Have the workers of iniquity no knowledge? - See the notes at Psalms 14:4. The only change in this verse is in the omission of the word “all.” This word, as it occurs in Psalms 14:1-7 (“all the workers of iniquity”), makes the sentence stronger and more emphatic. It is designed to affirm in the most absolute and unqualified manner that none of these workers of iniquity had any true knowledge of God. This has been noticed by critics as the only instance in which the expression in Psalms 14:1-7 is stronger than in the revised form of the psalm before us.
There were they in great fear ... - Margin, as in Hebrew, “they feared a fear.” For the general meaning of the verse, see the notes at Psalms 14:5. There is, however, an important change introduced here - the most important in the psalm. The general sentiment of two verses Psalms 14:5-6 in Psalms 14:1-7 is here compressed into one, and yet with such an important change as to show that it was by design, and apparently to adapt it to some new circumstance. The solution of this would seem to be that the original form Psalms 14:1-7 was suited to some occasion then present to the mind of the writer, and that some new event occurred to which the general sentiment in the psalm might be easily applied (or which would express that as well as could be done by an entirely new composition), but that, in order to adapt it to this new purpose, it would be proper to insert some expression more particularly referring to the event.
The principal of these additions is found in the verse before us. In Psalms 14:5-6, the language is, “There were they in great fear, for God is in the generation of the righteous; ye have shamed the counsel of the poor, because the Lord is his refuge.” In the psalm before us, the language is, “There were they in great fear, where no fear was: for God hath scattered the bones of him that encampeth against thee: thou hast put them to shame, because God hath despised them.” “Where no fear was.” The reference here, as in Psalms 14:5, is to the fear or consternation of the people of God on account of the designs and efforts of the wicked. They were apprehensive of being overthrown by the wicked. The design of the psalmist in both cases is to show that there was no occasion for that fear. In Psalms 14:5, he shows it by saying that “God is in the congregation of the righteous.” In the psalm before us fie says expressly that there was no ground for that fear - “where no fear was,” - and he adds, as a reason, that God had “scattered the bones” of them “that encamped against” them. That is, though there seemed to be occasion for fear - though those enemies were formidable in numbers and in power - yet God was their friend, and he had now showed them that they had no real occasion for alarm by dispersing those foes.
For God hath scattered the bones of him that encampeth against thee - Of the besieger. This, as already intimated, would seem to have been introduced in order to adapt the psalm to the particular circumstances of the occasion when it was revised. From this clause, as well as others, it appears probable that the particular occasion contemplated in the revision of the psalm was an attack on Jerusalem, or a siege of the city - an attack which had been repelled, or a siege which the enemy had been compelled to raise. That is, they had been overthrown, and their bones had been scattered, unburied, on the ground. The whole language of Psalms 14:1-7, thus modified, would be well suited to such an occurrence. The general description of atheism and wickedness in Psalms 14:1-7 would be appropriate in reference to such an attempt on the city - for those who made the attack might well be represented as practically saying that there was no God; as being corrupt and abominable; as bent on iniquity; as polluted and defiled; and as attempting to eat up the people of God as they eat bread; and as those who did not call upon God. The verse before us would describe them as discomfited, and as being scattered in slaughtered heaps upon the earth.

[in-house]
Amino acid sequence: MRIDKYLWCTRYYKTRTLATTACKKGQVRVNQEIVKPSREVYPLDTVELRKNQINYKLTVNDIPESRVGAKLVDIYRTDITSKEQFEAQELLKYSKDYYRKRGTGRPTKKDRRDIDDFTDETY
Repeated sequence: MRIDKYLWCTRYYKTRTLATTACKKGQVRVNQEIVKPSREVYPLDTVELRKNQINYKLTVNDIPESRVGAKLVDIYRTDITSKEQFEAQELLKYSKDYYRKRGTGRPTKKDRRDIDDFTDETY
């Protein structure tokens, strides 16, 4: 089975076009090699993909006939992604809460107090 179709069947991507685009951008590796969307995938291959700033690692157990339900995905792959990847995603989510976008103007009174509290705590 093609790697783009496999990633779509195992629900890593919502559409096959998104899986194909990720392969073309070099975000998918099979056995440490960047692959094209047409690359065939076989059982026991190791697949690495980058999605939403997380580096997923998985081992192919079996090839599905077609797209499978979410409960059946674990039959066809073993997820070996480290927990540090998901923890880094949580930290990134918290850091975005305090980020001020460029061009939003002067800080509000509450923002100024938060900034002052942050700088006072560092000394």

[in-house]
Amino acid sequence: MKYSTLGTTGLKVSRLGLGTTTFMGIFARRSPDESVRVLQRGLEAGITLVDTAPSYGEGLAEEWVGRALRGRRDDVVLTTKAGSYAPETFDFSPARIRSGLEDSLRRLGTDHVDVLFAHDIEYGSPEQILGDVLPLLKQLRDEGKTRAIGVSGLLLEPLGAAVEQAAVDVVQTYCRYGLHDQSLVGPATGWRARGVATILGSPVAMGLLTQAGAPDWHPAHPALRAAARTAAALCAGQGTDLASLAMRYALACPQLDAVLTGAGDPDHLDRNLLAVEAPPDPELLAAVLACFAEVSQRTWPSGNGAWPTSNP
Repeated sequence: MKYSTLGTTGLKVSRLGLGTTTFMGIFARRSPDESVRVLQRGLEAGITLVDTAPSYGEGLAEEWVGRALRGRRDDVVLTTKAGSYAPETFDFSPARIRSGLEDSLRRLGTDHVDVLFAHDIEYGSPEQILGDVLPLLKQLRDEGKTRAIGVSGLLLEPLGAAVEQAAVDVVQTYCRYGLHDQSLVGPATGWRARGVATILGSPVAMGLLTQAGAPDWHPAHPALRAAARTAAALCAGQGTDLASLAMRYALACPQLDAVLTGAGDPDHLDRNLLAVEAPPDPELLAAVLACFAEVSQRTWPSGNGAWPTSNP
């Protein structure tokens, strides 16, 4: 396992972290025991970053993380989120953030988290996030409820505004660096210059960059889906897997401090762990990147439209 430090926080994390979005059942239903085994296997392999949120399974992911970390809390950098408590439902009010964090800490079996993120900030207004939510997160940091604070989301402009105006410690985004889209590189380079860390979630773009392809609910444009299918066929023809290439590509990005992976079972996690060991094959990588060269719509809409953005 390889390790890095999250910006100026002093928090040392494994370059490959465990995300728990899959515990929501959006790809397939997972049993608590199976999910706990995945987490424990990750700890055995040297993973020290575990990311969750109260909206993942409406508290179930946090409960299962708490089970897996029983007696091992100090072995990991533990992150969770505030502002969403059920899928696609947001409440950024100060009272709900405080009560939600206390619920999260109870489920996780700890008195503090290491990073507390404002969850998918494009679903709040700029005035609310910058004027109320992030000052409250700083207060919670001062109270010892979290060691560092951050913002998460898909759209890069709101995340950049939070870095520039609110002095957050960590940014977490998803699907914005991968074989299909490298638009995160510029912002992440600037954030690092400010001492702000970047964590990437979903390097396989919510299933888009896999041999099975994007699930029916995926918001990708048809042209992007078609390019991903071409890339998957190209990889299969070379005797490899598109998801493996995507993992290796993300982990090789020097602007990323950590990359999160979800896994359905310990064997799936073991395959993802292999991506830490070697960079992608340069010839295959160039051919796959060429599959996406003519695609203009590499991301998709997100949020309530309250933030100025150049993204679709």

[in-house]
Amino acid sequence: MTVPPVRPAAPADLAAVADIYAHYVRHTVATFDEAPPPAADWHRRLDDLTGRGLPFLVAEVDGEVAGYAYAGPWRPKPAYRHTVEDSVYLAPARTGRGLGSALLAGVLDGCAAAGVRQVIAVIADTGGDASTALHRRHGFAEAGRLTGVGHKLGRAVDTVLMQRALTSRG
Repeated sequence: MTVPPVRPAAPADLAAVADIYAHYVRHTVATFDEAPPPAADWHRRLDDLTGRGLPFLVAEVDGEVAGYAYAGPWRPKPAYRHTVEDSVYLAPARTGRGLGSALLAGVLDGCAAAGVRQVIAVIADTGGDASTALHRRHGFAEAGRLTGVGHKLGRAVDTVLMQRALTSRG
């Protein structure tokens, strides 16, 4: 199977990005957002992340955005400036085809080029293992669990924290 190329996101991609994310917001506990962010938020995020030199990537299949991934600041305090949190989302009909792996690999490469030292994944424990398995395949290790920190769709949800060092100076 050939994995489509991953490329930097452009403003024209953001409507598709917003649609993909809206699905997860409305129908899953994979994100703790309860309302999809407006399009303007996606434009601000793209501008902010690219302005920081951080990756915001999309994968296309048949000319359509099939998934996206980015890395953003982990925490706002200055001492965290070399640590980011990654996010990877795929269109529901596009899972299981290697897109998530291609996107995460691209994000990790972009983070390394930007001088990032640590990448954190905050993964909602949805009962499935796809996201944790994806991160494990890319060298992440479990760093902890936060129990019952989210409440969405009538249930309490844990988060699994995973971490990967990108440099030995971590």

Thou hast put them to shame - That is, they had been put to shame by being overthrown; by being unsuccessful in their attempt. The word “thou” here must be understood as referring to God.
Because God hath despised them - He has wholly disapproved their character, and he has “despised “their attempts; that is, he has shown that they were not formidable or to be feared. They were efforts which might be looked on with contempt, and he had evinced this by showing how easily they could be overthrown.
Oh that the salvation of Israel ... - The only change here from Psalms 14:7 is that the word אלהים 'Elohiym, God, is substituted for “Jehovah,” Lord, and that the word rendered “salvation” is here in the plural. On the supposition that the psalm was adapted to a state of things when the city had been besieged, and the enemy discomfited, this language would express the deep and earnest desire of the people that the Lord would grant deliverance. Perhaps it may be supposed, also, that at the time of such a siege, and while the Lord interposed to save them from the siege, it was also true that there was some general danger hanging over the people; that even the nation might be described as in some sense “captive;” or that some portions of the land were subject to a foreign power. The desire expressed is, that the deliverance might be complete, and that the whole land might be brought to the possession of liberty, and be rescued from all foreign domination. That time, when it should arrive, would be the occasion of universal rejoicing.
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Barnes, Albert. "Commentary on Psalms 53". "Barnes' Notes on the Whole Bible". https://studylight.org/
the Third Week after Epiphany